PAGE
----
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Safety regulations are the same regardless of who owns the Cincinnati Southern Railway

This photo taken with a drone shows portions of a Norfolk and Southern freight train that derailed Friday night in East Palestine, Ohio, still on fire at mid-day Saturday.
Gene J. Puskar
This photo taken with a drone shows portions of a Norfolk and Southern freight train that derailed Friday night in East Palestine, Ohio are still on fire at mid-day Saturday.

Cincinnati officials say safety regulations for the city-owned railway would not change if it's sold to Norfolk Southern as proposed. Safety concerns are top of mind after a Norfolk Southern train derailment in East Palestine, Ohio, over a week ago.

Cincinnati City Solicitor Emily Smart Woerner says because Norfolk Southern already operates on the Cincinnati Southern Railway, selling the asset to them wouldn't change anything.

"The railroads are a matter of interstate commerce and the federal government is the entity that regulates what happens on the railroads, the safety of the railroads — they heavily regulate those industries," Woerner told a City Council committee Monday. "The city cannot regulate those industries."

RELATED: East Palestine evacuation lifted allowing residents to return home

The Cincinnati Southern Railway Board of Trustees wants to sell for $1.6 billion. Mayor Aftab Pureval announced the proposed sale a few months ago with support from dozens of current and former city officials.

Council Member Reggie Harris says even if the city decided not to sell, Norfolk Southern can legally renew the lease through 2051.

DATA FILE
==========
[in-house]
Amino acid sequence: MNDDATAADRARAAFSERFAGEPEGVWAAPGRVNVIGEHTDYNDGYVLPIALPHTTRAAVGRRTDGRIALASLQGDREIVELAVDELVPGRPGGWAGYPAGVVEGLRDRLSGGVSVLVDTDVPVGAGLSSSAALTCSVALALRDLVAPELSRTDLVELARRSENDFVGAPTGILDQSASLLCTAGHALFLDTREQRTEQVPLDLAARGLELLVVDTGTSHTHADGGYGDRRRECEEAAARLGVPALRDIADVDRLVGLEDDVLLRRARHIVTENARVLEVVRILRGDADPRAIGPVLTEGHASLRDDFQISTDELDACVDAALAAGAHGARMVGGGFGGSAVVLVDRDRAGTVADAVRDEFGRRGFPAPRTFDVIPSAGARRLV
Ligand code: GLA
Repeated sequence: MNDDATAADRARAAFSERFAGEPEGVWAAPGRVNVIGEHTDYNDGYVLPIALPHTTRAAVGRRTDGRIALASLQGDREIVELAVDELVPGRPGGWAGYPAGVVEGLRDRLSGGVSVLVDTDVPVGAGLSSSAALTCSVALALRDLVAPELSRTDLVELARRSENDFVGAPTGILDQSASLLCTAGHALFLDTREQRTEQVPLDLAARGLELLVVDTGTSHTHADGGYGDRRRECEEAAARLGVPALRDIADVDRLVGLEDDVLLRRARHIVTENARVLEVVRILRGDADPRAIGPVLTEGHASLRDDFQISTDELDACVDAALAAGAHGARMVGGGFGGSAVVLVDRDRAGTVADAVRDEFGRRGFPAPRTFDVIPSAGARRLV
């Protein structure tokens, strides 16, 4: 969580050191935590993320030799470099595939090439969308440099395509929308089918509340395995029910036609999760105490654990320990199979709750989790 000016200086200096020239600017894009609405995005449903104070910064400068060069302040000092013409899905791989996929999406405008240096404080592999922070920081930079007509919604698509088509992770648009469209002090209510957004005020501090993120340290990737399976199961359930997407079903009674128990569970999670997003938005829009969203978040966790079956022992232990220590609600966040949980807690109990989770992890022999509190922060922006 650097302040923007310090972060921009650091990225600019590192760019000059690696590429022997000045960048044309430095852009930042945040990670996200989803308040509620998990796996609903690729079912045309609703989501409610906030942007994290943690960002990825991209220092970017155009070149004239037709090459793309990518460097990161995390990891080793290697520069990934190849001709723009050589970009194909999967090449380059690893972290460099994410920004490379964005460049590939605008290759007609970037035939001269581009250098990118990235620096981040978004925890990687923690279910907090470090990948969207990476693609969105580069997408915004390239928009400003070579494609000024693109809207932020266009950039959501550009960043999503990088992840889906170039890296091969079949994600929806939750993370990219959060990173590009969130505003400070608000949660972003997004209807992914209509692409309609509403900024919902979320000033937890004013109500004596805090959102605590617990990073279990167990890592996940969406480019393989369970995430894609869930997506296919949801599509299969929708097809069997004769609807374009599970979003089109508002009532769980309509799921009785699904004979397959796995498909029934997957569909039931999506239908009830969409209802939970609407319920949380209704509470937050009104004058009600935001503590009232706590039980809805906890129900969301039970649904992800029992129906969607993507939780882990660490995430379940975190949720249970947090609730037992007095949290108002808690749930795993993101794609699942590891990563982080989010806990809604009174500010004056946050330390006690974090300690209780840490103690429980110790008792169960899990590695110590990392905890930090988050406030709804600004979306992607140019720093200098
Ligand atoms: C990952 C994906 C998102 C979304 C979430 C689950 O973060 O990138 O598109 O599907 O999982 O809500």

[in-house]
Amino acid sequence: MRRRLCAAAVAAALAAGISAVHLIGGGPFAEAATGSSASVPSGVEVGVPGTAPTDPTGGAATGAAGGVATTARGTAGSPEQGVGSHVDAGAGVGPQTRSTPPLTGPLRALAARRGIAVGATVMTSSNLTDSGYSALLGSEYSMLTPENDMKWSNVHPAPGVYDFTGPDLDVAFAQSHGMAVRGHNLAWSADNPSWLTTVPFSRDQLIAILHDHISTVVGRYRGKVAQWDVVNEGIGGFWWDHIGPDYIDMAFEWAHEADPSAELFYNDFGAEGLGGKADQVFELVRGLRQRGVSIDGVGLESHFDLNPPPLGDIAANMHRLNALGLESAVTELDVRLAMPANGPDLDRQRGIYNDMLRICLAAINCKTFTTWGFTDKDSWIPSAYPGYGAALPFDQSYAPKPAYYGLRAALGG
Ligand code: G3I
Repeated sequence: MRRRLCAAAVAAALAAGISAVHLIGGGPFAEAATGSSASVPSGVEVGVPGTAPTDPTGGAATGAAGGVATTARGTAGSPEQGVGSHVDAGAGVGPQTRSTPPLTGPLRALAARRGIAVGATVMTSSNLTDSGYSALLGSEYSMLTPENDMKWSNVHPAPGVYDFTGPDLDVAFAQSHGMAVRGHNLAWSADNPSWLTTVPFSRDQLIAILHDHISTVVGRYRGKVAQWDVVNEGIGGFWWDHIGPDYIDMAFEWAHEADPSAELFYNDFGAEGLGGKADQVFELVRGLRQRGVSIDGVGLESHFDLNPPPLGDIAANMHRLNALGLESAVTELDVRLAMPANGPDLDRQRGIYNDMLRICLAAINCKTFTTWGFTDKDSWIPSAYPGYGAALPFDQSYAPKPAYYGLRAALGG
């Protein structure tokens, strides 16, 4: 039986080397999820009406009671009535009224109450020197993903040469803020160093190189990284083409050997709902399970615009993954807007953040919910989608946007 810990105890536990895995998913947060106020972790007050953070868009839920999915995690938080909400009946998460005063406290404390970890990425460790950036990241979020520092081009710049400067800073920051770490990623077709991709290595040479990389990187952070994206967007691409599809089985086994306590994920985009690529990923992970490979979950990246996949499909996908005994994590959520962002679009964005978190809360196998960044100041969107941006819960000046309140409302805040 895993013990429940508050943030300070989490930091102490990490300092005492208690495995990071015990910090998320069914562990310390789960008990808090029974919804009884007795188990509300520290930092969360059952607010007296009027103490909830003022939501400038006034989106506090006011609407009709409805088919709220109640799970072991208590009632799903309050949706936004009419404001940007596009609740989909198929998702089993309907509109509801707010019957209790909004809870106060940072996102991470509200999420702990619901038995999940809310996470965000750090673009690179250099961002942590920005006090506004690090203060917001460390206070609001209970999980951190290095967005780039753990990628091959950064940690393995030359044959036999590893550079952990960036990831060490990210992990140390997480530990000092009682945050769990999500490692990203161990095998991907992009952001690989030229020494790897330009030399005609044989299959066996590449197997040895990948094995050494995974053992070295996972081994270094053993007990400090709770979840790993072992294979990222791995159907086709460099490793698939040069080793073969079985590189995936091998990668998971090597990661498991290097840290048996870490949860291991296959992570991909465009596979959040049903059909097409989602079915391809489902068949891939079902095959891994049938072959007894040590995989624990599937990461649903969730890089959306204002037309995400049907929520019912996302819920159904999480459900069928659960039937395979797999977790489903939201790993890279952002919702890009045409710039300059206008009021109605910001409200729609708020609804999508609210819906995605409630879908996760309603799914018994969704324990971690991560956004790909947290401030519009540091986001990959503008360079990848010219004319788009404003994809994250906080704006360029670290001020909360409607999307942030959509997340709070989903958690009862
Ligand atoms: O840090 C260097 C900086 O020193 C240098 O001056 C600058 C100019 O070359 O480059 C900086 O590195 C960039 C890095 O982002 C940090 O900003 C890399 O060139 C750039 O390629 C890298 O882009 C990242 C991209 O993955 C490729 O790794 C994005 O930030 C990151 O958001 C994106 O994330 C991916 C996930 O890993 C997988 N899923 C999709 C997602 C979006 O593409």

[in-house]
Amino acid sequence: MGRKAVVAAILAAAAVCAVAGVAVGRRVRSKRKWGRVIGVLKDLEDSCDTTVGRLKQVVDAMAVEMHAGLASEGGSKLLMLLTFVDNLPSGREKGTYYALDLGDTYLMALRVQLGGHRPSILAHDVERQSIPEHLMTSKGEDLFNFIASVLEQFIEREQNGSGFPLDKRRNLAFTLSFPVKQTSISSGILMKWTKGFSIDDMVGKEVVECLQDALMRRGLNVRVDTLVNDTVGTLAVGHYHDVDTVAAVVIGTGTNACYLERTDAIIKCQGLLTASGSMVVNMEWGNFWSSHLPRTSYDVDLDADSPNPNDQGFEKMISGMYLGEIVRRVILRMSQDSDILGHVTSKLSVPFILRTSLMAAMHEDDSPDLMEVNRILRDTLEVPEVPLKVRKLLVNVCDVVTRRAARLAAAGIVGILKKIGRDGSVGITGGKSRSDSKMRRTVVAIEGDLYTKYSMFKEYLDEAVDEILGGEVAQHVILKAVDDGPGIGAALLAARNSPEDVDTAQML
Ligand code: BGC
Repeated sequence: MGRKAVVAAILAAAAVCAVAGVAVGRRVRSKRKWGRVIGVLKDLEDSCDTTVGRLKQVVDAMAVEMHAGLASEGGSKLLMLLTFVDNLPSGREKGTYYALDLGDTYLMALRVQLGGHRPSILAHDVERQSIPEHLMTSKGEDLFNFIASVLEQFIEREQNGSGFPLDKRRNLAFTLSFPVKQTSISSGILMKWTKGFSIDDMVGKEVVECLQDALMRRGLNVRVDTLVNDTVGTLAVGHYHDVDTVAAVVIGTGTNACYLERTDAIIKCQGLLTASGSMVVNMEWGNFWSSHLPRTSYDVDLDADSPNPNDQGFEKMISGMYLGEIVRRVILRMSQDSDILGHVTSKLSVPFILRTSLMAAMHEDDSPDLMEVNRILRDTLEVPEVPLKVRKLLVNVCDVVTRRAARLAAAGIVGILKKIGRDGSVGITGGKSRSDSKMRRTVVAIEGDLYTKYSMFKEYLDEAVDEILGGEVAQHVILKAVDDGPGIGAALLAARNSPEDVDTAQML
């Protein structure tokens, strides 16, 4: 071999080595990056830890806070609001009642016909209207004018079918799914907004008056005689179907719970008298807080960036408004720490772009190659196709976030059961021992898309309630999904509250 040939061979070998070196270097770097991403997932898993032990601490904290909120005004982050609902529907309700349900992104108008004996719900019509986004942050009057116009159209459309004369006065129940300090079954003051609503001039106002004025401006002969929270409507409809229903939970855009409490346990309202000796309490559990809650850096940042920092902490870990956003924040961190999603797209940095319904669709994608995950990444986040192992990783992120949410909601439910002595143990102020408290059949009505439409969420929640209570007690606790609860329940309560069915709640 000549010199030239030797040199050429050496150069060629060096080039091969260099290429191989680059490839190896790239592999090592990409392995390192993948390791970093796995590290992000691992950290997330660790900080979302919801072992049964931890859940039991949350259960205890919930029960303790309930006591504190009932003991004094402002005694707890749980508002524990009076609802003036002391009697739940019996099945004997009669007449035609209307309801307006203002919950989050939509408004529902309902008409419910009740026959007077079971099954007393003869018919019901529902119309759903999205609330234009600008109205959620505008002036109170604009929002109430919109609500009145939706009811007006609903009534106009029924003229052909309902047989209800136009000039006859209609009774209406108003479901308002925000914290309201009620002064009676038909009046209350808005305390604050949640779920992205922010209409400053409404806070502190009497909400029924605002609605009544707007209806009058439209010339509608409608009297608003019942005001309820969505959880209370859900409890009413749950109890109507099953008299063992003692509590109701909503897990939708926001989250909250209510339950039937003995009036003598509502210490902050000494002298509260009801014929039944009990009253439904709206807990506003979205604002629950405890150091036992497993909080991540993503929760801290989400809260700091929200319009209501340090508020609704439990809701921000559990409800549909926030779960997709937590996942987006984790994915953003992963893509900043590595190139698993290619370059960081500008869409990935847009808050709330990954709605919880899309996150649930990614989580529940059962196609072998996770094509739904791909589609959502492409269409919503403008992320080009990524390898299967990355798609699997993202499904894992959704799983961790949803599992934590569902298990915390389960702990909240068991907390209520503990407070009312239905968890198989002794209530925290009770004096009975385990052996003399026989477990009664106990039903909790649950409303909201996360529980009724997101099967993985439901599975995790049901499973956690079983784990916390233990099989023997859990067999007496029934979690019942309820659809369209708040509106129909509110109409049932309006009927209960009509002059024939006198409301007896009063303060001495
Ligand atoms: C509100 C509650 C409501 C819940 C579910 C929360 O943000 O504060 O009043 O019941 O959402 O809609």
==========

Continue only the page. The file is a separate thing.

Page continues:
"The reality is that even if we were not talking about a sale, we would be talking about how does this relate to the lease?" Harris said. "And we also know that that we are in a relationship with Norfolk Southern, regardless of we do, until 2051, per the lease. So this is still 26 years."

The sale can't go through without approval from Cincinnati voters and the agreement will likely be on the November ballot, assuming a couple of other requirements are met first.

RELATED: East Palestine air quality is fine, but do not drink the water, Ohio officials say

A Norfolk Southern executive says the company will be actively engaged in convincing Cincinnati voters to approve the proposed purchase.

"There are a lot of ways to look at this transaction," said Darrell Wilson, assistant vice president for government relations. "This is something that's very unique, it doesn't exist anywhere else. And so I think everybody worked really diligently over a very long two-year period to figure out, how do you value this? And there are a lot of ways to look at that."

Documents released last week in response to a public records request show a wide range of estimated valuations for the CSR.

RELATED: What is the Cincinnati Southern Railway worth?

Wilson also faced questions about the derailment. He says Norfolk Southern will stay in the East Palestine community for as long as it takes to make things right.

"We are committed to that town for a full and complete recovery," Wilson said.

See the city solicitor's full presentation on the proposed sale below:

Local Government Reporter with a particular focus on Cincinnati; experienced journalist in public radio and television throughout the Midwest. Enthusiastic about: civic engagement, public libraries, and urban planning.